Stuck ship sights rescue icebreaker

Akademik Shokalskiy. Photo by Wikimedia Commons.
Akademik Shokalskiy. Photo by Wikimedia Commons.
Excitement was yesterday building among scientists and crew aboard MV Akademik Shokalskiy as the first of three icebreakers was expected to arrive overnight to help free it from Antarctic pack ice.

Expedition leader Chris Turney, a professor of climate change at the University of New South Wales, tweeted from the ship yesterday afternoon: ''Good news. Sounds like the Chinese icebreaker Snow Dragon is just 25 miles away. Hope to see it in a couple of hours!''

He later tweeted: ''Great news. Icebreaker Snow Dragon on horizon with penguins! Everyone very happy!''

The Australian Maritime Safety Authority, which is co-ordinating the search and rescue operation, at 8.30pm said the first of three vessels sent to help was about 15 nautical miles from the stuck ship and was progressing at slow speed.

The second vessel was about 20 nautical miles away, the AMSA said.

It was unclear how long it would take the icebreakers to punch through the thick ice in the area and reach Akademik Shokalskiy.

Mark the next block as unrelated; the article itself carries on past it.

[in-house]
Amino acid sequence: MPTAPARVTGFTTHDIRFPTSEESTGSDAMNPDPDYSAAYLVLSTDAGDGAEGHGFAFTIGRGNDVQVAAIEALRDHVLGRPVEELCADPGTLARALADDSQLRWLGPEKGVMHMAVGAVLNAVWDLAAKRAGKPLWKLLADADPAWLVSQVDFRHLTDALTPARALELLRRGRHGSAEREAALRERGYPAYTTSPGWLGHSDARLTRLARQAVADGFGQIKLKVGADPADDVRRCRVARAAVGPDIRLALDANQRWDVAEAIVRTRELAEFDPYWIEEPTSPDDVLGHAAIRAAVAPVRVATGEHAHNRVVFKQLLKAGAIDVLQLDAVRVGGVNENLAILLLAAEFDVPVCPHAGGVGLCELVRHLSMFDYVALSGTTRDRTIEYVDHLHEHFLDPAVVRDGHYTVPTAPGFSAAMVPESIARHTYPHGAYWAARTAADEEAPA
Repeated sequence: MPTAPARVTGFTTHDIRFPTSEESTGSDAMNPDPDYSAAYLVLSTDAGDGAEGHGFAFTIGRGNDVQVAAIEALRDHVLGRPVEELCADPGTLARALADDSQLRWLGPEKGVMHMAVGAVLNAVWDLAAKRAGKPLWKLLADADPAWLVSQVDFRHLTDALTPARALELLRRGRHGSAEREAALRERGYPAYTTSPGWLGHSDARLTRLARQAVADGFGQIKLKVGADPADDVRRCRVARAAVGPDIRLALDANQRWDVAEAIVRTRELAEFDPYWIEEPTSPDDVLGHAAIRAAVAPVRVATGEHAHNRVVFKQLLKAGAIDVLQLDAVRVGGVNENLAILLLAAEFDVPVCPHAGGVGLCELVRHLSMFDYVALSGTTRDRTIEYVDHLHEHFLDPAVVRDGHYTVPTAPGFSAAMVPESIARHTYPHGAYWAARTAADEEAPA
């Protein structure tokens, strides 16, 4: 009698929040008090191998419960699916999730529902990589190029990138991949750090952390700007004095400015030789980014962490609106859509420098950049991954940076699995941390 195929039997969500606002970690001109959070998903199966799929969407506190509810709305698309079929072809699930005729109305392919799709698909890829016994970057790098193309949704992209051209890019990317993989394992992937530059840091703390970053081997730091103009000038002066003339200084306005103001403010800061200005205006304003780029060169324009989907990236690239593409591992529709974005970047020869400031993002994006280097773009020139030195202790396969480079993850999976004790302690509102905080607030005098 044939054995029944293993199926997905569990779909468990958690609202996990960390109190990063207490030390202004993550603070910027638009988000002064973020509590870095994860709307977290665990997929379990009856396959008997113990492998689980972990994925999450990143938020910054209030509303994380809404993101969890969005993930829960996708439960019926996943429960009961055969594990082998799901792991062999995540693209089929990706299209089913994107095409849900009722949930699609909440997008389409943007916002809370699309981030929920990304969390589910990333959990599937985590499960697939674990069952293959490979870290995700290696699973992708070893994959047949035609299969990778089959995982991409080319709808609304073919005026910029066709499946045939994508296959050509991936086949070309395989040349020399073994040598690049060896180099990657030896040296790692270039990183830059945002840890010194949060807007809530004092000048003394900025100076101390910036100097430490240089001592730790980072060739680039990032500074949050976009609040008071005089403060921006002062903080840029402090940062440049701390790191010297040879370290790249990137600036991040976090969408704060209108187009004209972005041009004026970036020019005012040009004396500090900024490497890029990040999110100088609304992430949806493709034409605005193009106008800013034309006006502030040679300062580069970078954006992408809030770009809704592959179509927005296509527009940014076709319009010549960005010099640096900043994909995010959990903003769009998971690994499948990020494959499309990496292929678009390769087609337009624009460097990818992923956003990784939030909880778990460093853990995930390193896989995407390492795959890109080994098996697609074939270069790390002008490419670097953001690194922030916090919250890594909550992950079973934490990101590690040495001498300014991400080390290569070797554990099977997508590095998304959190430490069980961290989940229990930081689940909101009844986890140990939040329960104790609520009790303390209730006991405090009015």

Prof Turney noted the ship had been stationary for so long that Adelie penguins were coming up to it on the ice to check out what was going on.

While some people on board expressed deep frustration at being trapped in the pack ice, it was business as usual for Omakau-raised chef Nicole Kerr.

Her father Pete told the Otago Daily Times yesterday she had sent an email to let family know she was in good health and was lucky to have a job on board the vessel which kept boredom at bay.

''She's keeping herself occupied by cooking to keep the staff happy while they wait for the rescuers.

''She's probably the busiest person on the boat,'' he said.

Miss Kerr is one of six New Zealanders and about 70 scientists and crew on MV Akademik Shokalskiy, which has spent the past three days trapped in thick ice about 100 nautical miles east of the French station Dumont DUrville, about 3000km southwest of Bluff.

The 30-year-old, 71m-long, vessel left Bluff on December 8 on an Australasian Antarctic Expedition to reach Mawson's Hut in Cape Denison in the Antarctic, to mark the 100-year anniversary of a similar trip by Australian explorer Sir Douglas Mawson.

It was scheduled to return early in the New Year, but a distress signal was sent on Christmas Day after it became stuck.

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